Bidenflation lessons, and another matter learned by a senior this Thanksgiving

En route, November 24, to the traditional Thanksgiving dinner given by dear friends on Manhattan's West Side,  I emerged from the Broadway  No. 1 train at West 86th Street.   Whenever I am at that location, I go to the newsstand on Broadway at 86th Street for a copy, if available, of The Washington Post.

There was one copy of the paper at the newsstand, but with $6 scrawled on the front page, I assumed it was a remaining copy from the previous Sunday; the price of a Sunday Washington Post is $6 to match the cost of a newsstand copy of a Sunday New York Times.  The newsstand agent told me that the paper was for Thursday and, checking, I saw that "Thursday" was indeed the day of the week on the copy.  I took the paper and, telling the agent that the price must be a mistake, I handed him three $1 bills -- $3 being the price of the daily Washington Post (along with the newsstand price of a daily New York Times.  He took the money, and I began to walk away -- when he stopped me and said, looking at his smartphone, "The price is $6." My immediate response: I took the three $1 bills from his hand, saying "Then forget it."

There is a sidewalk vegetable and fruit vendor around the corner on West 86th Street, just east of Broadway.  Leaving the newsstand without The Washington Post for November 24, I asked the dealer if he sold lettuce.   "No," he answered, "too expensive."   I walked back to Broadway and headed to a market on the west side of Broadway at 85th Street, for a cup of coffee.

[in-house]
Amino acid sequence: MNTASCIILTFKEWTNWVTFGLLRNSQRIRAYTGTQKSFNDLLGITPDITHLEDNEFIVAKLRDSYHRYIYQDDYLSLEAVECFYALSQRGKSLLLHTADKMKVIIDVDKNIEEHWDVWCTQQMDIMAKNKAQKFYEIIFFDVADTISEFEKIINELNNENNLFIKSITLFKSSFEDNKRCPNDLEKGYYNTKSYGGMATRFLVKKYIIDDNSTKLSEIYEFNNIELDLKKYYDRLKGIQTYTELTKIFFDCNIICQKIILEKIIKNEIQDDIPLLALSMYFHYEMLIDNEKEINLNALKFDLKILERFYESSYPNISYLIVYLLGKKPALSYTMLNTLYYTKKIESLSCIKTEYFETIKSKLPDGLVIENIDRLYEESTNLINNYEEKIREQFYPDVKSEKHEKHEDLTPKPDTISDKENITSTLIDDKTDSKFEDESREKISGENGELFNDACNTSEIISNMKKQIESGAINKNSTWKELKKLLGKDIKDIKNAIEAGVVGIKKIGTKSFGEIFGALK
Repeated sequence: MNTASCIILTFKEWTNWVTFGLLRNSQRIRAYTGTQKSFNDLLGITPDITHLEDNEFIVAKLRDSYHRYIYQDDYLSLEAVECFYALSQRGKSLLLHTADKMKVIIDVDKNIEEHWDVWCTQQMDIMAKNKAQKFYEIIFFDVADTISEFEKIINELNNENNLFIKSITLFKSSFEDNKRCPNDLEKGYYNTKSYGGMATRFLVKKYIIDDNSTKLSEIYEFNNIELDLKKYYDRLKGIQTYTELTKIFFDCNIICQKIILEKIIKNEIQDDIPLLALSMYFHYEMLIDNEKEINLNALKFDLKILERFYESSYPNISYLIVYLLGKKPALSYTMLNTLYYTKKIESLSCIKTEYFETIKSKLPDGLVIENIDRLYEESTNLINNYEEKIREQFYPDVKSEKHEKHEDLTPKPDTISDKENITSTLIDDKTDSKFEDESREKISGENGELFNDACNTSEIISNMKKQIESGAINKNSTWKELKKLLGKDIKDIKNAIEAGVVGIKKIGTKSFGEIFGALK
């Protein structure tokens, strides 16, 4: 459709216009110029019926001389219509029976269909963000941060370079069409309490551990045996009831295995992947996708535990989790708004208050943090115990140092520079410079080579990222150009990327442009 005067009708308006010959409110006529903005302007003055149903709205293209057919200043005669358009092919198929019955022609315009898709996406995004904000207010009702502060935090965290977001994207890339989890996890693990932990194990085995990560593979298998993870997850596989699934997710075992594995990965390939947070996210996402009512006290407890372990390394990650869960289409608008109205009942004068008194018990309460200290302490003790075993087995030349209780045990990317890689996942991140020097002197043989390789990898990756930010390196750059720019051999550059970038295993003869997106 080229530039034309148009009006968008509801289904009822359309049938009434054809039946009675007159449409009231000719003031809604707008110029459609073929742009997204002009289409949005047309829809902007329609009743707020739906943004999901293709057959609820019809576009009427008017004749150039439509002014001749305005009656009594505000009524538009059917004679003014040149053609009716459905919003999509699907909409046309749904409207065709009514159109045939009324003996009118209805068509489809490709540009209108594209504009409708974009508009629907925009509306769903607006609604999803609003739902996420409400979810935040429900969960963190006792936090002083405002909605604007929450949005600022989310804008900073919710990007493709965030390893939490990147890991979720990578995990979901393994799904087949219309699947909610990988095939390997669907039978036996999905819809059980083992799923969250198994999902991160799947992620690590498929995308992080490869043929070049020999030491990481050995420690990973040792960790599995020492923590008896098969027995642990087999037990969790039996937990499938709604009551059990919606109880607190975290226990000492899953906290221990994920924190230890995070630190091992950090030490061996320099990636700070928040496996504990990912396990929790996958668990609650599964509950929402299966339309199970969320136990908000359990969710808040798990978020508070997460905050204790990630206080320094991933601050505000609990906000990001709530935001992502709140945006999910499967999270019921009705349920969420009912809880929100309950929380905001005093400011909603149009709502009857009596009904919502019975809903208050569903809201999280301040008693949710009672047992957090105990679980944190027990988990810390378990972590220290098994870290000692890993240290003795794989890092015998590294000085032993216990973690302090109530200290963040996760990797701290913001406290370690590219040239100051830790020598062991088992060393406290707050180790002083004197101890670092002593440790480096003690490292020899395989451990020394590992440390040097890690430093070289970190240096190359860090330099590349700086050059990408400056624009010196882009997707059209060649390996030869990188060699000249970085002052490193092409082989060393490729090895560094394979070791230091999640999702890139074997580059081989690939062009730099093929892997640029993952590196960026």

As I was about to serve myself (the coffee at the market being the reasonable price, for these times, of $1.50 for a small cup), I asked if the store carried lettuce.  "Yes," one of the cashiers answered, "but it is expensive."   Upon further inquiry, I learned that iceberg lettuce, as well as the romaine variation, was six dollars at this market, the same price as iceberg lettuce in my corner of The Bronx.

To make matters more interesting, the six-dollar price of lettuce on Manhattan's West Side (where available) and in the northwest corner of The Bronx matched the cost of The Washington Post -- for Thursday, November 24 at least.

I could not venture to return on November 25  to the newsstand at 86th and Broadway to see if the $6 cost of the paper applied every day, as well as Thursday and Sunday -- because, you see, before leaving the subway station heading to Thanksgiving dinner, I put my senior citizen MTA card in the second automatic dispenser (the first one did not take bills) and suddenly the unit informed me that it would not return my MTA card and I should call  MTA to arrange to get a new one. 

 I reached a customer service representative, and she took down my information and told me that a new card would be mailed to me in three to six weeks.   This is the second time an MTA dispenser has eaten my senior citizen card.  Do government officials want us seniors to use public transit -- or walk?

About the lettuce scandal, having mentioned it to one of the guests at the Thanksgiving dinner I attended, she told me that she recently learned from friends in Toronto that lettuce is not available in that city  -- that people at coffee shops are told sandwiches do not come with lettuce. 

Lessons of Thanksgiving evening, 2022:  Apparently, Bidenflation has sent lettuce prices soaring into the stratosphere, where they are matched by the price of a daily Washington Post on Manhattan's West Side.   And --  the Bidenflation price of lettuce is not considered newsworthy for the apparently well-paid, well-fed members of the media.   Talk about distance between the aggrandizers and the beset-upon consumers.

Photo credit: Instacart

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